NIKE ODYSSEY REACT - SHOE REVIEW
by BRIAN METZLER | SEPTEMBER, 2018
TABLE OF CONTENTS
- The Scoop oh the Nike Odyssey React?
- Who's it Best For?
- Pros and Cons
- Shop Nike Odyssey React
- About the Author
Introducing the Nike Odyssey React - a new release in the 'React' series from Nike, featuring their new midsole foam. The Odyssey is the mild stability version of the Nike Epic React that launched earlier this year.
Guest JackRabbit reviewer, Brian Metzler take the Nike Odyssey React out for some runs and deduces some tidbits that any runner considering this new shoe should know.
Want to know more about the new React midsole? Read more on our JackRabbit blog on that very topic.
The NIke Odyssey React is reliably secure and endlessly energetic!
The second shoe to feature Nike’s innovative React midsole foam, the Odyssey React is a lightweight, mild stability shoe that offers a slightly firmer ride than the original Epic React Flyknit that Nike debuted last winter.
It’s a trifle heavier than the Epic React Flyknit (but not enough to negatively impact the ride or experience whatsoever) and a bit more durable, too. It still offers superior cushioning and energy return
THE SCOOP ON THE NIKE ODYSSEY REACT
The single-piece foam package in the Odyssey React is similar to that of the Epic React Flyknit, with the big difference being an added plastic support tab coming off the TPU heel reinforcement on the medial side.Although there is still a lot of exposed foam on the outsole of the Odyssey React, there is a bit more durable rubber in high-wear areas of the heel and forefoot that adds both a more traditional feel underfoot and ensures a longer lifespan.
Probably the biggest difference compared to the Epic React Flyknit is the comfortable Jacquard mesh circular-knit upper, which adds offers some flexibility to conform to the shape of a foot and helps secure the saddle/arch area of the shoe.
Like many Nike shoes, the Odyssey React is a low-volume shoe that has a snug, athletic fit, with only a tiny bit of wiggle room in the toe box. Similar to the Epic React Flyknit, the foam midsole of the Odyssey feels is soft and absorbingly forgiving upon impact with the ground, but it’s also extremely responsive during the roll-through and toe-off phases of the stride.
It feels bouncy and energetic, especially at slower speeds, but it feels inexhaustibly smooth and sublime while running at faster paces. And perhaps most importantly, we found the ride to be as lively and resilient at the late stages of runs as we did in the first mile. Although this shoe falls into the mild stability category, it’s definitely not a very controlling shoe.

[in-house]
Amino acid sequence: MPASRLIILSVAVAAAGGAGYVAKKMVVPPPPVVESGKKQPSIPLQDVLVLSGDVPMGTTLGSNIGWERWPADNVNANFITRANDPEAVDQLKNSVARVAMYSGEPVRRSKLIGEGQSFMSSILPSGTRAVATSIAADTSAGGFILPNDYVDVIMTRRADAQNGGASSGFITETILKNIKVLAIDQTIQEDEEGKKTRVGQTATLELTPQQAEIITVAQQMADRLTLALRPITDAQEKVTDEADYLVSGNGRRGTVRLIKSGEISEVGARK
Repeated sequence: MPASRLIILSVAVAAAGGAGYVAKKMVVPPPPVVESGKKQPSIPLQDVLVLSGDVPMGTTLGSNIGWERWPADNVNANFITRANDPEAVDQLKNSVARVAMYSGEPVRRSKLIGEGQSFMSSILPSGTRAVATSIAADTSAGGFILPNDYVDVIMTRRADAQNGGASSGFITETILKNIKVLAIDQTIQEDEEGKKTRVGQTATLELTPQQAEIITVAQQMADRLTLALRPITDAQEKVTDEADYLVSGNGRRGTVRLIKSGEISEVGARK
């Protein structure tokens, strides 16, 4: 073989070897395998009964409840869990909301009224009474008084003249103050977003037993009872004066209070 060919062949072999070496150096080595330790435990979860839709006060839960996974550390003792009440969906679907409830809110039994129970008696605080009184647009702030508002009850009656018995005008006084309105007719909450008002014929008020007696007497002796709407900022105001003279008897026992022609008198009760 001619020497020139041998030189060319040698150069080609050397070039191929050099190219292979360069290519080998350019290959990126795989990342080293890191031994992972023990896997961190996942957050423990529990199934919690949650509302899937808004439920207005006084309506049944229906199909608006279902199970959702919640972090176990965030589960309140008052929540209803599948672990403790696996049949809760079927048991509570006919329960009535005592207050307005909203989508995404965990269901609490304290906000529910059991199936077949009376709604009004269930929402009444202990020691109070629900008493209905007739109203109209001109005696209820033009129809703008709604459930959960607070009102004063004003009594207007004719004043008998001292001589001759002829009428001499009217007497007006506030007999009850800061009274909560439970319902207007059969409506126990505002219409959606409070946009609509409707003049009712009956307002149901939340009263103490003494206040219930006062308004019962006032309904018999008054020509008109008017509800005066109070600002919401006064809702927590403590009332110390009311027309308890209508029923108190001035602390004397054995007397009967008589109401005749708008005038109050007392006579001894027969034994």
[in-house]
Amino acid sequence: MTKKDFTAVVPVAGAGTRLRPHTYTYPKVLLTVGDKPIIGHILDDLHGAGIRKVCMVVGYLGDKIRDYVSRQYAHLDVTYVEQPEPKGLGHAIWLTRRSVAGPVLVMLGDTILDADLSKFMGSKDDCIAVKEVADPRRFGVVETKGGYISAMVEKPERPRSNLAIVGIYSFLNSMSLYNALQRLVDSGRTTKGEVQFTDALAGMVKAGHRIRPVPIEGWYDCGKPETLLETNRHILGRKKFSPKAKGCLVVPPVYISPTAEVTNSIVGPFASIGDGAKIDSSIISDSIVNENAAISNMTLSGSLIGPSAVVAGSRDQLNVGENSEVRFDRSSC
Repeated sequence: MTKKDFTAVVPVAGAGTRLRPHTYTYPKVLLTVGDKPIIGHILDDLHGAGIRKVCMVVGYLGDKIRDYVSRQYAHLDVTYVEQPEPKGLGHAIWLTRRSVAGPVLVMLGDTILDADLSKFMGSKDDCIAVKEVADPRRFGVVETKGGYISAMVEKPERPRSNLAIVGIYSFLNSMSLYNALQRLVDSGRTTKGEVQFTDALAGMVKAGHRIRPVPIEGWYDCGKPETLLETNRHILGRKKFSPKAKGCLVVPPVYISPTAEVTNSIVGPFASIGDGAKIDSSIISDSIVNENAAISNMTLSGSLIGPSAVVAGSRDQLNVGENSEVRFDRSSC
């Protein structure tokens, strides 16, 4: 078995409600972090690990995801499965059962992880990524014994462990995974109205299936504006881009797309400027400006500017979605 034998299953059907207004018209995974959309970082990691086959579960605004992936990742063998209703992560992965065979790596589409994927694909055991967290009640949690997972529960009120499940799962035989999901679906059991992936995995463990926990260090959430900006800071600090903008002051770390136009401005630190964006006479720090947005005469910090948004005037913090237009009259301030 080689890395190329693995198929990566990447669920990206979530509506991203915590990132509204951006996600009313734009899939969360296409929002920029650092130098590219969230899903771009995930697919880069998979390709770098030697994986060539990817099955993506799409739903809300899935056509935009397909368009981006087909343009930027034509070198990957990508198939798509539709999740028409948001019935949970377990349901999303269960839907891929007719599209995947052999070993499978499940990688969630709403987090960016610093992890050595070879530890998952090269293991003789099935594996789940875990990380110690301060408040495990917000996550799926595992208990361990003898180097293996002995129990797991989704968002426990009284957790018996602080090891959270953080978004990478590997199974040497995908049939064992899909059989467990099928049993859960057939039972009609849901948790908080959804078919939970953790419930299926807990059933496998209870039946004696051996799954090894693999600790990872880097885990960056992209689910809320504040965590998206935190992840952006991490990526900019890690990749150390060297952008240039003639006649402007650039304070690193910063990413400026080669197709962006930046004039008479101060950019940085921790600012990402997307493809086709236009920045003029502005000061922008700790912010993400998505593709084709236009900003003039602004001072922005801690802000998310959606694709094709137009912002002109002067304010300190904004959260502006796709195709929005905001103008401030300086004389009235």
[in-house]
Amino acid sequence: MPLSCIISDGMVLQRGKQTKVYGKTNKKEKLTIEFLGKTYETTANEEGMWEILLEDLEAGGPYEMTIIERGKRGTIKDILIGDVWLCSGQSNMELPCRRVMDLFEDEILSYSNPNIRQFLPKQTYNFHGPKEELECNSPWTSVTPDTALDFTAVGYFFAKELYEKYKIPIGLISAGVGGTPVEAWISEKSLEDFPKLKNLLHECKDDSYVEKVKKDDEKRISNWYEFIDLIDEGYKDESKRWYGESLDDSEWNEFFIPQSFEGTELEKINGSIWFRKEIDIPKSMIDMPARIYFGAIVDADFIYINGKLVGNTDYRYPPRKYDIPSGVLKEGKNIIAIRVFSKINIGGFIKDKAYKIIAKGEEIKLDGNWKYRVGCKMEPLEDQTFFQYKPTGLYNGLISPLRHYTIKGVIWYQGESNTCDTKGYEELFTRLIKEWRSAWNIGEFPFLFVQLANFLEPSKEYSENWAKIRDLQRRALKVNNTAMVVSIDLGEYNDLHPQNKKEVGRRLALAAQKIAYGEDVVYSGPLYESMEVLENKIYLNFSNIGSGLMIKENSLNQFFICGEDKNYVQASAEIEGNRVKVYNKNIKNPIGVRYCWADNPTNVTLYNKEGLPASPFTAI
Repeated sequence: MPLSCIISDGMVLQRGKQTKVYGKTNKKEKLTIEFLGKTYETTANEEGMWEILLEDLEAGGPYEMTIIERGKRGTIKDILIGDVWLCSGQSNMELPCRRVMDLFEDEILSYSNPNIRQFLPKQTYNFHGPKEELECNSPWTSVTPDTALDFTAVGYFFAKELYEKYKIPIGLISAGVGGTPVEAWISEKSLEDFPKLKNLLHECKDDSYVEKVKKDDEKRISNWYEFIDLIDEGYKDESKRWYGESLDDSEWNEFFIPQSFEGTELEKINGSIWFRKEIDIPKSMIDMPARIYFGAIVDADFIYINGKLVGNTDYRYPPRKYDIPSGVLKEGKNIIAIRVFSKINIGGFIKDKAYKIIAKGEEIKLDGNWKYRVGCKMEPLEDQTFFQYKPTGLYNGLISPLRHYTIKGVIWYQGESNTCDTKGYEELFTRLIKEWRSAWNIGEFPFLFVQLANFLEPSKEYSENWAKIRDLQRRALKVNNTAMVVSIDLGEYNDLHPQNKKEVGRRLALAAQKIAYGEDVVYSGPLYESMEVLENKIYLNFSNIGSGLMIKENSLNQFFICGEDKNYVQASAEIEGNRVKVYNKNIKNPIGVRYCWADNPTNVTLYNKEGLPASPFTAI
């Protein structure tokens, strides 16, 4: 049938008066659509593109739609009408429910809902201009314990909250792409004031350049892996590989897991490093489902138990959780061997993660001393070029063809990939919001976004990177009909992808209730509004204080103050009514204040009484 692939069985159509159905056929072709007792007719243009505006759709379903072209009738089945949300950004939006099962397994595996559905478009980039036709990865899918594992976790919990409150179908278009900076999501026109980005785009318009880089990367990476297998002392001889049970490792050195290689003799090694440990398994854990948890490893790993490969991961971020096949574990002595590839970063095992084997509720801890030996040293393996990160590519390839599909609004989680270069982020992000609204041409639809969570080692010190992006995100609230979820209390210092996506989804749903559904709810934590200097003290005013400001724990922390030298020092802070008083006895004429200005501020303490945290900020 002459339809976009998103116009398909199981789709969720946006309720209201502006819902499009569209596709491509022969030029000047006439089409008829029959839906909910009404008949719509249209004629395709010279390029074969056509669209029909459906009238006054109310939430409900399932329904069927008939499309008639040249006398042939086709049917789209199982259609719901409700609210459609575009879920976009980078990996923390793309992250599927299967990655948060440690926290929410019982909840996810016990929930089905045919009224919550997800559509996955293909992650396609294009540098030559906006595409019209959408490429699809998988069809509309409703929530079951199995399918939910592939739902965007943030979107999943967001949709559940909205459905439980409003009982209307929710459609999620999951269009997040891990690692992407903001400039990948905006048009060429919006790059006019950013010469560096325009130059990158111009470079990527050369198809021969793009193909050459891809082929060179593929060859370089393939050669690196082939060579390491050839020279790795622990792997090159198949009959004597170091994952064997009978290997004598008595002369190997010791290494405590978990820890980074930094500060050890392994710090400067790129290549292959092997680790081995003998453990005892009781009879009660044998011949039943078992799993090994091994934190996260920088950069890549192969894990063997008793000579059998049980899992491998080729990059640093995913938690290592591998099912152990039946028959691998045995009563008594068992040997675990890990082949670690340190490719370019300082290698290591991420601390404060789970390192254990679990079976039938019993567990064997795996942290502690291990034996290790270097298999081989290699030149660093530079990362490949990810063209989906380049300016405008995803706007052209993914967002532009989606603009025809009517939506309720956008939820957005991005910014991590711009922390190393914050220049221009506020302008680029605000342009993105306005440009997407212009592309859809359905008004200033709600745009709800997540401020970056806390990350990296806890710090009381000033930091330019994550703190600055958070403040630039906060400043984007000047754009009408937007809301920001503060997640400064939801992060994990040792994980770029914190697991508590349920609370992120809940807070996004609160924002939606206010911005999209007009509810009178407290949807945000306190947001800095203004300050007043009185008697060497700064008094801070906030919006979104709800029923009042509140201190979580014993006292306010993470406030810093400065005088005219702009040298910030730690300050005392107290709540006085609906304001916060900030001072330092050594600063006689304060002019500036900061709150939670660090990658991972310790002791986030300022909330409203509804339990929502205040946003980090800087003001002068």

The heel clip, reinforced heel section of the upper and unique geometry of the foam help set the foot on a more stable path upon heel strike, but other than that it’s a neutral-oriented shoe that allows the foot to move freely through the gait cycle.
WHO'S IT BEST FOR?
Almost any kind of runner who has a low-volume foot and can tolerate the snug fit from the upper. It can certainly be a do-everything shoe, no matter if you’re a casual runner or someone who is training for a half-marathon or marathon.
You can run slow and fast in this shoe, and both short and long, but the sweet spot is definitely about slightly faster to very fast running. For those with narrow feet, it should be light and comfortable and peppy enough to wear as a race-day shoe.
NOTE: This is defintely a mild-stability shoe... If you’re a true stability runner, the Nike Structure is still your go-to Nike shoe.
PROS AND CONS OF THE NIKE ODYSSEY REACT
We love the combination of the traditional flat lacing system and the well-padded tongue (that’s actually part of the neoprene interior bootie) because of the way it comfortably locks down the foot to the socklinker. However, runner beware that it’s not very breathable or ventilated and can feel quite hot on sunny or warm days.
Importantly, the price is right! It’s a very similar shoe to the Nike Epic React Flywire and feels and performs similarly, but for $30 less.
The tightly fitting upper might be a challenge for runners with wider feet, both because it feels very snug and because it can crinkle awkwardly at the top of the first metatarsal joints and lead to slight irritation.
ABOUT THE AUTHOR: BRIAN METZLER
Brian Metzler has run races at every distance from 50 meters to 100 miles, wear-tested more than 1,500 pairs of shoes, is a three-time Ironman finisher and occasionally participates in the quirky sport of pack burro racing in Colorado.
He's the founding editor of Trail Runner magazine, is a former senior editor at Running Times and editor in chief at Competitor Magazine. He's the author of "Running Colorado's Front Range" and the co-author of "Natural Running: The Simple Path to Stronger Healthier Running" and "Run Like a Champion: An Olympian's Approach for Every Runner."